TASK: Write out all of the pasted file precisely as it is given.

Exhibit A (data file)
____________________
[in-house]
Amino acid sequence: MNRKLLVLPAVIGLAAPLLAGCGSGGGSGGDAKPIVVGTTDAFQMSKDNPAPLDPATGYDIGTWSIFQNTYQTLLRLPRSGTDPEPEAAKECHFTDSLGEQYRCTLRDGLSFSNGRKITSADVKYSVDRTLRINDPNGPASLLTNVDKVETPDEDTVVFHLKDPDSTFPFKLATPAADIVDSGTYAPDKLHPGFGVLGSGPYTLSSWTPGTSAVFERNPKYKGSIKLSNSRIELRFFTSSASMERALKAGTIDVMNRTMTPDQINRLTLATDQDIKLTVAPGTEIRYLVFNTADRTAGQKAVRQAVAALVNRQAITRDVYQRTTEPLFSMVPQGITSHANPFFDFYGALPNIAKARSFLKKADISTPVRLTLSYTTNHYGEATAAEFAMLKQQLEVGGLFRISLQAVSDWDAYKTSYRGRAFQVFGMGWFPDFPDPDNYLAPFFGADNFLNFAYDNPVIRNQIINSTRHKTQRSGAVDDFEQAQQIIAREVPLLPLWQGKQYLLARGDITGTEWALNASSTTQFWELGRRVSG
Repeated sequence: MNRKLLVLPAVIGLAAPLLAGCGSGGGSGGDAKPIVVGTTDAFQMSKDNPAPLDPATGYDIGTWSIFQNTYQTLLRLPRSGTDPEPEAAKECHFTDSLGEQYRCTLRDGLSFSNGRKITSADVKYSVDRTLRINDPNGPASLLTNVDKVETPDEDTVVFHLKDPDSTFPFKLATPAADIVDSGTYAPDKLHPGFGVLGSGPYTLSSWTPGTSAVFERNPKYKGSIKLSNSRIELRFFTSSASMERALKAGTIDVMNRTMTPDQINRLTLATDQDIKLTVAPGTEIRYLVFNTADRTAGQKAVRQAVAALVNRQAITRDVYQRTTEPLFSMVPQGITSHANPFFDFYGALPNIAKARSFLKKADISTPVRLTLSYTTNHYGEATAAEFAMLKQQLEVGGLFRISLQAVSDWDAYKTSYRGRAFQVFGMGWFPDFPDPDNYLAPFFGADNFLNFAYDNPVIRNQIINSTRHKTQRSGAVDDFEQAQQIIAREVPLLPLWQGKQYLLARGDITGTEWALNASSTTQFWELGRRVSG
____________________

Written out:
[in-house]
Amino acid sequence: MNRKLLVLPAVIGLAAPLLAGCGSGGGSGGDAKPIVVGTTDAFQMSKDNPAPLDPATGYDIGTWSIFQNTYQTLLRLPRSGTDPEPEAAKECHFTDSLGEQYRCTLRDGLSFSNGRKITSADVKYSVDRTLRINDPNGPASLLTNVDKVETPDEDTVVFHLKDPDSTFPFKLATPAADIVDSGTYAPDKLHPGFGVLGSGPYTLSSWTPGTSAVFERNPKYKGSIKLSNSRIELRFFTSSASMERALKAGTIDVMNRTMTPDQINRLTLATDQDIKLTVAPGTEIRYLVFNTADRTAGQKAVRQAVAALVNRQAITRDVYQRTTEPLFSMVPQGITSHANPFFDFYGALPNIAKARSFLKKADISTPVRLTLSYTTNHYGEATAAEFAMLKQQLEVGGLFRISLQAVSDWDAYKTSYRGRAFQVFGMGWFPDFPDPDNYLAPFFGADNFLNFAYDNPVIRNQIINSTRHKTQRSGAVDDFEQAQQIIAREVPLLPLWQGKQYLLARGDITGTEWALNASSTTQFWELGRRVSG
Repeated sequence: MNRKLLVLPAVIGLAAPLLAGCGSGGGSGGDAKPIVVGTTDAFQMSKDNPAPLDPATGYDIGTWSIFQNTYQTLLRLPRSGTDPEPEAAKECHFTDSLGEQYRCTLRDGLSFSNGRKITSADVKYSVDRTLRINDPNGPASLLTNVDKVETPDEDTVVFHLKDPDSTFPFKLATPAADIVDSGTYAPDKLHPGFGVLGSGPYTLSSWTPGTSAVFERNPKYKGSIKLSNSRIELRFFTSSASMERALKAGTIDVMNRTMTPDQINRLTLATDQDIKLTVAPGTEIRYLVFNTADRTAGQKAVRQAVAALVNRQAITRDVYQRTTEPLFSMVPQGITSHANPFFDFYGALPNIAKARSFLKKADISTPVRLTLSYTTNHYGEATAAEFAMLKQQLEVGGLFRISLQAVSDWDAYKTSYRGRAFQVFGMGWFPDFPDPDNYLAPFFGADNFLNFAYDNPVIRNQIINSTRHKTQRSGAVDDFEQAQQIIAREVPLLPLWQGKQYLLARGDITGTEWALNASSTTQFWELGRRVSG